The leaning of a building is measured, rather frighteningly, in terms of lateral acceleration. That is, how fast a building is accelerating in a certain direction. The limit allowed is 17.5 milli-g’s. A milli-g is one-thousandth the force of gravity, and so this is only 0.175 per cent of the pull of gravity. Six to eight milli-g’s can be felt, and at 17.5, “you feel it, but you’re not concerned, you can sleep in this. Anything beyond that is a sick building,” said Mr. Kokai of Read Jones Christoffersen.

“If you don’t have enough stiffness to control this acceleration, then you add damping,” he added. “Up to now, we built dumb buildings like the Egyptians built the pyramids.”

Other highly engineered options, beyond mere stiffness, include a kind of internal damper in a shock absorber placed between a building’s concrete walls. These are placed at strategic points to reduce vibration caused by wind and earthquakes, explained Michael Montgomery, principal at Toronto-based Kinetica, which makes these dampers.

“The old World Trade Center in New York City was the first building to ever use any type of damping technology,” he said, noting that damping has since made a comeback with the rise of high, slender towers.

Developers have a huge incentive to go taller and skinnier, Daniel Safarik of the Chicago-based Council on Tall Buildings and Urban Habitat said by e-mail.

“Here the math is very simple. The wealthy have shown a willingness to pay nine figures to get a great view and a commodious penthouse. The less room there is to build tall enough to get that view, the skinnier the towers become,” Mr. Safarik said.

The question, of course, is whether narrow skyscrapers are reaching their limit.

“We used to see buildings that were called slender if they were six or seven times their width in height. Nowadays though, we see buildings 10 or 12 or even 15 times as high as they are wide,” said Peter Irwin, a principal at RWDI in Guelph, Ont., a leading firm in wind-testing building models.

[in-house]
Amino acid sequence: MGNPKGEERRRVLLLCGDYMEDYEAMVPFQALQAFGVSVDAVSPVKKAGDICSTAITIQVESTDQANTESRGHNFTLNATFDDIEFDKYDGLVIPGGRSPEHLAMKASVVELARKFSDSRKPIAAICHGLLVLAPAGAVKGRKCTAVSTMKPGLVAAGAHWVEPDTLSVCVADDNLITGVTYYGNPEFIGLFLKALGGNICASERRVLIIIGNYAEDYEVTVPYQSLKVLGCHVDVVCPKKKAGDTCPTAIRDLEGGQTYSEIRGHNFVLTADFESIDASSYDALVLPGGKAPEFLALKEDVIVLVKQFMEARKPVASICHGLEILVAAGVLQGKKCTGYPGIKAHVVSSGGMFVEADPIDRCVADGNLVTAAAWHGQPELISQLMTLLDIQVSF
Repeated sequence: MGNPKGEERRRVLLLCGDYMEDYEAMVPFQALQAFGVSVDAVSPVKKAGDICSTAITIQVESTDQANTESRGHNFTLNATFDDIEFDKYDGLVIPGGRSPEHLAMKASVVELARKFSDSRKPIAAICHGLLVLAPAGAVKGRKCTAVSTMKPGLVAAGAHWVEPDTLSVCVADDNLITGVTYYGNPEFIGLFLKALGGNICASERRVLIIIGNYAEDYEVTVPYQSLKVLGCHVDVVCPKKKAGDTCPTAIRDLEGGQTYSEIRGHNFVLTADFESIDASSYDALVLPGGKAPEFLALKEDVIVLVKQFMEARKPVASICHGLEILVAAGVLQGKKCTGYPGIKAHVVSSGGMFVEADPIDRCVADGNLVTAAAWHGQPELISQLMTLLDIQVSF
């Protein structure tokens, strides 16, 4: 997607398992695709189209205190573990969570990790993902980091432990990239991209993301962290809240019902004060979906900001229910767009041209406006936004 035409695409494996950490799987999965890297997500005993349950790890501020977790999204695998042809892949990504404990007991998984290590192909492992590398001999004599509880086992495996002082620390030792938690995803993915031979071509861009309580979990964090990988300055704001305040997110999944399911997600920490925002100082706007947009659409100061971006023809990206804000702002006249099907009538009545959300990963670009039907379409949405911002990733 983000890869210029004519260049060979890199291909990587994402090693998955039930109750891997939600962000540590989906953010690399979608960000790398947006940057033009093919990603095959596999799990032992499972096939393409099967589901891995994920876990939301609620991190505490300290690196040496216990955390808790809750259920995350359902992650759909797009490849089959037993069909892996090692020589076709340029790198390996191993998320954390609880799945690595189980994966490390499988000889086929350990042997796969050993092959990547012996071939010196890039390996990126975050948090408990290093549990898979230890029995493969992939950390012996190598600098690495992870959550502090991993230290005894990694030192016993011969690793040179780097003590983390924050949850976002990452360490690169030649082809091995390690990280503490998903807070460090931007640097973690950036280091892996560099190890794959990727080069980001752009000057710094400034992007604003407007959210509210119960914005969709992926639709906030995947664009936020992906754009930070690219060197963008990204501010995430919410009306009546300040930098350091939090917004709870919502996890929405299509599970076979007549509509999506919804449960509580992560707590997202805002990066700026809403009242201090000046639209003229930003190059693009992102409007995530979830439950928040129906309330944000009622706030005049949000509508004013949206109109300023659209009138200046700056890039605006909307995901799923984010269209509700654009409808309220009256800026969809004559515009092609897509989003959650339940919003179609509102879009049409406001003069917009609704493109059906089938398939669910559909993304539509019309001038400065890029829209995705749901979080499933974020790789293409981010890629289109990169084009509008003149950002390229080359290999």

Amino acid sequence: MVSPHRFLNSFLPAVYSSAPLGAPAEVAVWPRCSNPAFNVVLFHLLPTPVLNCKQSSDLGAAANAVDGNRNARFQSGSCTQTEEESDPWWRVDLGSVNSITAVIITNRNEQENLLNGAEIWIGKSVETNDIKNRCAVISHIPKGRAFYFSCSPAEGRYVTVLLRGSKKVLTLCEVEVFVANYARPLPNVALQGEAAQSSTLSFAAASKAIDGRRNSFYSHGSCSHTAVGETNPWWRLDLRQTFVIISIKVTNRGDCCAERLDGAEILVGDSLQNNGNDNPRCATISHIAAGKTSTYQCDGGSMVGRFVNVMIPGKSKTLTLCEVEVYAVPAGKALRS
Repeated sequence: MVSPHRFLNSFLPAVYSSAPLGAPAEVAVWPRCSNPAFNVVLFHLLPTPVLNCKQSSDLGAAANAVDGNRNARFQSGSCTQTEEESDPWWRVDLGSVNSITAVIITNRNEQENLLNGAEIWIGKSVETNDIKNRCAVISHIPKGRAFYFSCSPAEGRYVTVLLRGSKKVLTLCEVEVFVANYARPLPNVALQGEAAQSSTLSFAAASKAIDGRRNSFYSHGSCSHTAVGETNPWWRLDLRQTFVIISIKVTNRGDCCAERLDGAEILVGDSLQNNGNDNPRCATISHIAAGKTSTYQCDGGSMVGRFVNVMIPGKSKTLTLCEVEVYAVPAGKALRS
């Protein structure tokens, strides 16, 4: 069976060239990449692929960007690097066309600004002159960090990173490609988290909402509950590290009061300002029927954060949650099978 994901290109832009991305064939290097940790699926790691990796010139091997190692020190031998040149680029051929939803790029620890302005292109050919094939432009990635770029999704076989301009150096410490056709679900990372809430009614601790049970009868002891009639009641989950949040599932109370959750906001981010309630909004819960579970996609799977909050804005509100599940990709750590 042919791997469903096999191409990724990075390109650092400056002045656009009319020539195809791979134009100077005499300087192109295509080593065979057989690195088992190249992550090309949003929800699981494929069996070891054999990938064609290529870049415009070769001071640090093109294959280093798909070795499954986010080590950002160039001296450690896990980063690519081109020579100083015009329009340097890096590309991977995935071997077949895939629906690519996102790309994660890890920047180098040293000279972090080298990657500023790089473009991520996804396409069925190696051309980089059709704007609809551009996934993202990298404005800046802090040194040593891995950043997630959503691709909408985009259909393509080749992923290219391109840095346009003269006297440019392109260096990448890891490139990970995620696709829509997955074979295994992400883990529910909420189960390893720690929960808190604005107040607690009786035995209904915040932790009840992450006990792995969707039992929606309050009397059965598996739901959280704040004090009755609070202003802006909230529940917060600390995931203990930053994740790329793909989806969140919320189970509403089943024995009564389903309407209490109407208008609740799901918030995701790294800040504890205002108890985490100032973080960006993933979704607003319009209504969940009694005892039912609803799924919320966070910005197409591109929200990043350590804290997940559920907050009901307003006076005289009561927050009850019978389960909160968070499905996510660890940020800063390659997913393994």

“If you can imagine a building that’s 15 times as high as it is wide, that’s almost like a pole. It becomes susceptible to wind-induced vibration problems.”

He explained that when wind hits a building, it peels off in a very long vortex all the way up the building, and then it will do the same thing on the other side seconds later. Each time the wind peels off it pushes the building, inducing shaking.

By the 1980s and 1990s, as tall, slender buildings began to increasingly be built, “the structural engineers were really struggling to stop the buildings moving so much that people would object to the motion. That was the main problem. It was people feeling the motion, not that the building was going to fall down,” Mr. Irwin said.

Mr. Hasan of WSP Canada noted that much has to do with the foundation. “The limit is the foundation, what it can sustain. It keeps on becoming more expensive, but there’s a structural solution always,” he said.

And with demand still soaring, so will heights, many speculate.

“I don’t think we’re near the technical limits of our capabilities,” argued Mr. Safarik. “A number of our experts have gone on the record saying a building of a mile’s height is possible. The amount of volume that the building would need to occupy, particularly at the base, is so immense however, that it would be hard to justify economically.”

He added: “The only X-factor is whether real estate will continue to be the chosen safety deposit box for extreme wealth … to keep driving prices and buildings upward.”